I will admit I’ve been pushing to play this game for a while, and the kids were a bit dubious. I don’t blame them – it’s more my topic than theirs. We have several versions of Fluxx, and have had more over the years that got lost along the way – Pirate Fluxx, Zombie Fluxx (where you have to moan and mumble braiinnnzzz during play), Chthulu Fluxx (which we haven’t yet played) and this one: Chemistry Fluxx.
I’ll say this for Looney Labs – they happened onto a good thing with the original, and they have been riding it like a rented mule since. Now, this could (and often does) lead to branded games branching off from originals (think Monopoly) that are nigh unplayable. I sold my LOTR Risk game because of that – and made a profit because it was collectable, but that rarely happens. So when I saw Chemistry Fluxx in my local game shop, and scooped it up, it was partly because it was chemistry, and partly the fun illustration style. I wanted it to look at.
But I sat down at the table with three teens, and the First Reader who reluctantly agreed to play (he’s not a table-top gamer) and we dealt out the first hands. Fluxx is the game where the rules are constantly changing, hence the name. You begin the game with a set of basic rules: draw one, play one card. Also with Chemistry Fluxx there is a meta rule card that can be played if all the players agree to add it before the game begins, and it allows you to trash the goals in your hand and replace them with fresh cards as a free action once during your turn. From there… the rules change. Cards offer ‘goals’,’action’, and ‘keeper’ options, which can be used strategically to manipulate the rules, set the winging goalpost of the game….. and then move that goalpost. The keepers in any Fluxx game are the key to winning. You collect keepers in front of you, but keeping them there can be difficult!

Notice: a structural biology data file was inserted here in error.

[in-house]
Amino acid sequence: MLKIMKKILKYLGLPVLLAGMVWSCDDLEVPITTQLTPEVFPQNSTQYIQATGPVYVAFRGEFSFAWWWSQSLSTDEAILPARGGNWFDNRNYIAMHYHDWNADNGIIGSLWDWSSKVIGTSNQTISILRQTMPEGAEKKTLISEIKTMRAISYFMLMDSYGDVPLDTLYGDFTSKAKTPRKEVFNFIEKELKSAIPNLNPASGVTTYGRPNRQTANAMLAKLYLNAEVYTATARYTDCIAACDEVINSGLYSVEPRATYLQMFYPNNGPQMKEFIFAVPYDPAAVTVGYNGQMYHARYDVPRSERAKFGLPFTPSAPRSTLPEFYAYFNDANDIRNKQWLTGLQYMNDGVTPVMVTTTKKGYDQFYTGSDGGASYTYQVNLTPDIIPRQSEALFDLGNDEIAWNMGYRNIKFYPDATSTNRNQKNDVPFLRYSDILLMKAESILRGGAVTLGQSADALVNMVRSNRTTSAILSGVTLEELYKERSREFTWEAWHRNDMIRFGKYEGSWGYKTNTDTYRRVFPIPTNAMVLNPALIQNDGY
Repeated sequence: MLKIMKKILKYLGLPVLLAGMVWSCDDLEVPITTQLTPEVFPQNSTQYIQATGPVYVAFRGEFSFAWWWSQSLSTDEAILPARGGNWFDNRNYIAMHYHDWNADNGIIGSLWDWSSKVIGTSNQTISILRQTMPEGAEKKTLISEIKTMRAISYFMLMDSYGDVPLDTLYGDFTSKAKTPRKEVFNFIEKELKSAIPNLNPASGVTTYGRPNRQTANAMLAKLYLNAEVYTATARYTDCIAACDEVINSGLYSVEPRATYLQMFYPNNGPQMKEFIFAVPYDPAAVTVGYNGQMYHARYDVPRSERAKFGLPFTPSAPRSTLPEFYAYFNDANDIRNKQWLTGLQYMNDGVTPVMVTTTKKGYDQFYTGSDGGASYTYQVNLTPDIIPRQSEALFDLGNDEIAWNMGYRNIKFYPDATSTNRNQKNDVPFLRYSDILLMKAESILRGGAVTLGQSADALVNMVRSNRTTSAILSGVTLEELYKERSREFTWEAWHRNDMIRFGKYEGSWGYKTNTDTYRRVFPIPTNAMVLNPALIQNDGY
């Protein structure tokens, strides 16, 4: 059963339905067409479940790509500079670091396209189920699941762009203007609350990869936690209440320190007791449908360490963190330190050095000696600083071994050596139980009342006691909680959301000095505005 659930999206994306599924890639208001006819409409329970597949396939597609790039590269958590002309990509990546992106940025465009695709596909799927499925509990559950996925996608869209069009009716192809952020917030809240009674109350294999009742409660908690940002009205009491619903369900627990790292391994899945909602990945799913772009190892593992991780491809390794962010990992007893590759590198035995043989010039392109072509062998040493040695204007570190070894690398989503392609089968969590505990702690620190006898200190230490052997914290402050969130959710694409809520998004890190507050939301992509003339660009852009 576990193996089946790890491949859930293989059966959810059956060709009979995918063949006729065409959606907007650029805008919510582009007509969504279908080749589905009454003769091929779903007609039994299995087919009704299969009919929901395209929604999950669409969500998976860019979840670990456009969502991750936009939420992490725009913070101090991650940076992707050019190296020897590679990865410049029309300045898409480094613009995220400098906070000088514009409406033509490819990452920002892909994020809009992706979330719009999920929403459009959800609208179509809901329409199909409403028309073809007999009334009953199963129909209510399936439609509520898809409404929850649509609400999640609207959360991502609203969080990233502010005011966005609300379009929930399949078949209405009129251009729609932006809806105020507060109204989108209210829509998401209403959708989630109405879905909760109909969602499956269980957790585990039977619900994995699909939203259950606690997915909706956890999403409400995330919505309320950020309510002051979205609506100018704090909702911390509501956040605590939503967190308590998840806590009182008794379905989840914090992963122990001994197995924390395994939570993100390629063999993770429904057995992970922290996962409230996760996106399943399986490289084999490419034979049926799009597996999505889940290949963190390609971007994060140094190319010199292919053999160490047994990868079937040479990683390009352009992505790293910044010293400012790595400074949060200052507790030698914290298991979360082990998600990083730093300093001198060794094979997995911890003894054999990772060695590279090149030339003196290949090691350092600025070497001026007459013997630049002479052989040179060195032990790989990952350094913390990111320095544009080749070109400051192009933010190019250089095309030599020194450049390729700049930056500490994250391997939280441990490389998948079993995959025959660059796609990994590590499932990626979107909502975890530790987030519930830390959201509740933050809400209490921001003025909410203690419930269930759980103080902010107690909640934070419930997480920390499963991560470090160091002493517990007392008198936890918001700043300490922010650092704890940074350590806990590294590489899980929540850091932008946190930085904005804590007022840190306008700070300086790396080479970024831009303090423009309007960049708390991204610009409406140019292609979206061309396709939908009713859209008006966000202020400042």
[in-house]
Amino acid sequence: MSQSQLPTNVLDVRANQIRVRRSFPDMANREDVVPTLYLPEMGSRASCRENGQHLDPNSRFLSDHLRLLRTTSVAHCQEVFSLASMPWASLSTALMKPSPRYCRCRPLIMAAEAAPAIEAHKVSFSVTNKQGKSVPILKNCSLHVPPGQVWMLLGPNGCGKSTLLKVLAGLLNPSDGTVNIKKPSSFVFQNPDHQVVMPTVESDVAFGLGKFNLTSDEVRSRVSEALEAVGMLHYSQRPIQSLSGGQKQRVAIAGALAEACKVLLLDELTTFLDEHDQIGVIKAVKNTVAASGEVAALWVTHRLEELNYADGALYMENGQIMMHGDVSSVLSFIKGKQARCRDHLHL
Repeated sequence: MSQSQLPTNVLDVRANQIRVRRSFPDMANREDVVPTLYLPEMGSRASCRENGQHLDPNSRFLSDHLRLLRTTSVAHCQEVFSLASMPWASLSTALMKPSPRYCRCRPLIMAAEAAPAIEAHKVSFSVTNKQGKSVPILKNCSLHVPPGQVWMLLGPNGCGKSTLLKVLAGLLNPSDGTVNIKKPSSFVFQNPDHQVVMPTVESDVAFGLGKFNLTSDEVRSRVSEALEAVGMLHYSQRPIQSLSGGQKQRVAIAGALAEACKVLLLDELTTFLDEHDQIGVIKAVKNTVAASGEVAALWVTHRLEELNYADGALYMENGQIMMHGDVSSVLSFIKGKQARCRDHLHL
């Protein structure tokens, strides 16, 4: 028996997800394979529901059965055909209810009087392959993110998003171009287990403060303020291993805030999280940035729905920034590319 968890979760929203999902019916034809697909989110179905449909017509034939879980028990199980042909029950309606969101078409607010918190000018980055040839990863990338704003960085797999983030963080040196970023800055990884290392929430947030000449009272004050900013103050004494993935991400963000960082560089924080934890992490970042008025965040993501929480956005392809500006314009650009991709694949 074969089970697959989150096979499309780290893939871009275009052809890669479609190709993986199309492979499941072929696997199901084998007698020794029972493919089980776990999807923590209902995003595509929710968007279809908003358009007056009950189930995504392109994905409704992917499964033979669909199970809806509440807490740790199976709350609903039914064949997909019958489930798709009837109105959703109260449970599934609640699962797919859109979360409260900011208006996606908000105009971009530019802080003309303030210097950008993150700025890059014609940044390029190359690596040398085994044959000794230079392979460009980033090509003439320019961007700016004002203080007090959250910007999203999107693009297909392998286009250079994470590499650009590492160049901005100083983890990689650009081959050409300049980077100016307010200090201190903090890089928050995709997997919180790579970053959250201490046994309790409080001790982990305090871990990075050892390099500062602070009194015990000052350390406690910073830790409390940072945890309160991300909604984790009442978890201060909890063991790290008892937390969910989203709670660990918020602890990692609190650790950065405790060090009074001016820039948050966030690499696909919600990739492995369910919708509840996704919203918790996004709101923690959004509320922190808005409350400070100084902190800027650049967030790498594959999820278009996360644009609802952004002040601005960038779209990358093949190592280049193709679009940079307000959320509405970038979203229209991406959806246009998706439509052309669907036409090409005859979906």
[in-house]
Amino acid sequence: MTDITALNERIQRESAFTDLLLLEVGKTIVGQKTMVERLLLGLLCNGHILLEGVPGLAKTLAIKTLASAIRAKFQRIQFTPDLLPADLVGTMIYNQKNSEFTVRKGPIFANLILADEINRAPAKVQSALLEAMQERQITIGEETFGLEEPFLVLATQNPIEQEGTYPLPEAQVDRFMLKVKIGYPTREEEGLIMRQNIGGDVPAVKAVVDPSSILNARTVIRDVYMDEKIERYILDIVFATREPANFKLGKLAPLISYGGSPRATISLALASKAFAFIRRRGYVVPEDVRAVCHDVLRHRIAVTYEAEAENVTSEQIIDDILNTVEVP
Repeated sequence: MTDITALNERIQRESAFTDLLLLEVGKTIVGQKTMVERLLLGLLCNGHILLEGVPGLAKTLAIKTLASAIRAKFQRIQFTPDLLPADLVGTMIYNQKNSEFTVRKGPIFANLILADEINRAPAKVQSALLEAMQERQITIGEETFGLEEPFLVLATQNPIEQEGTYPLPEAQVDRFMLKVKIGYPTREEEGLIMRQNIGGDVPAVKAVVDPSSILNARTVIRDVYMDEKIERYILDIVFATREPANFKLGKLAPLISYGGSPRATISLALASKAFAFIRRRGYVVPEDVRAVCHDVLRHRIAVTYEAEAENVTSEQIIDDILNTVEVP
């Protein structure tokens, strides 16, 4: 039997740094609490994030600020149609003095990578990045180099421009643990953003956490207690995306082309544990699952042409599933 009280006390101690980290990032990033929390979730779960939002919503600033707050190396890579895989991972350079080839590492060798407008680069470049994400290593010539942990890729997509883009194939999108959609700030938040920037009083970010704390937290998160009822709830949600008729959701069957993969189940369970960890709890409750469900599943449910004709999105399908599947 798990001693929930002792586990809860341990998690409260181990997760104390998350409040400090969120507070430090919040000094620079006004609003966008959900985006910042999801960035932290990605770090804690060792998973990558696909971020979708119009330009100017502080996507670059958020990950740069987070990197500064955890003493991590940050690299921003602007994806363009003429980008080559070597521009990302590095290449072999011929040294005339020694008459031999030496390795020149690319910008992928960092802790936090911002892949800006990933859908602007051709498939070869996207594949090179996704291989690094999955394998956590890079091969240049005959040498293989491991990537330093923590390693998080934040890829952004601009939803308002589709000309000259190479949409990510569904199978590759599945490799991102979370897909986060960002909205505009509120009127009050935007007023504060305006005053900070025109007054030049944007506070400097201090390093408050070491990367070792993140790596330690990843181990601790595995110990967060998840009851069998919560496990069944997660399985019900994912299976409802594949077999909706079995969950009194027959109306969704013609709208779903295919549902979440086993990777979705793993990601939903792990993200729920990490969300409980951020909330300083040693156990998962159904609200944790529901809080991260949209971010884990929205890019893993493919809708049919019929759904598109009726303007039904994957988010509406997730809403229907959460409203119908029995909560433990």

It’s not a long game. We played two full rounds in less than an hour. The fun of it was that we started to have conversations about what reactions we could do with the elemental keepers. And there’s a rule where you can draw an extra card if you have the lab coat keeper – or if you are wearing a lab coat. I got up and made for my closet when I played that card, but my family laughingly shouted me down again. If you haven’t guessed, we had more fun playing this than we expected. As I’d thought when I bought it, this would be a fun tool for reinforcing science lessons, whether you are a homeschooler or simply an involved parents.
And now, for the sort-of recipe. When you are playing a game, you want something to drink, and non-greasy snacks (so you don’t mess up the cards). I opted for a childhood favorite:
chocolate-covered cherry cocoa
Which has no cherries in it at all. You will need:
- Hot water
- cocoa mix
- a bag of cranberry tea
pour the hot water in your mug, over the tea. Allow to steep for about three minutes, then remove the bag and stir in the desired amount of cocoa mix (two heaping tablespoonfuls, for me). Marshmallows are optional.
Variations on this that we have tried successfully are mint tea, lemon tea, and pomegranate tea.
3 thoughts on “Game Review and a (sort-of) Recipe”
It’s been a long time since I made chocolate-covered cherry tea! Might have to get some hot cocoa mix (do they make it dairy-free?); we have some cranberry tea, I think.
I am now having visions of Capt. Kirk explaining the rules of Fizzbin in Piece of the Action. o-0
if they made an electronics one, would it be capacitor fluxx, or would that be about time travel?
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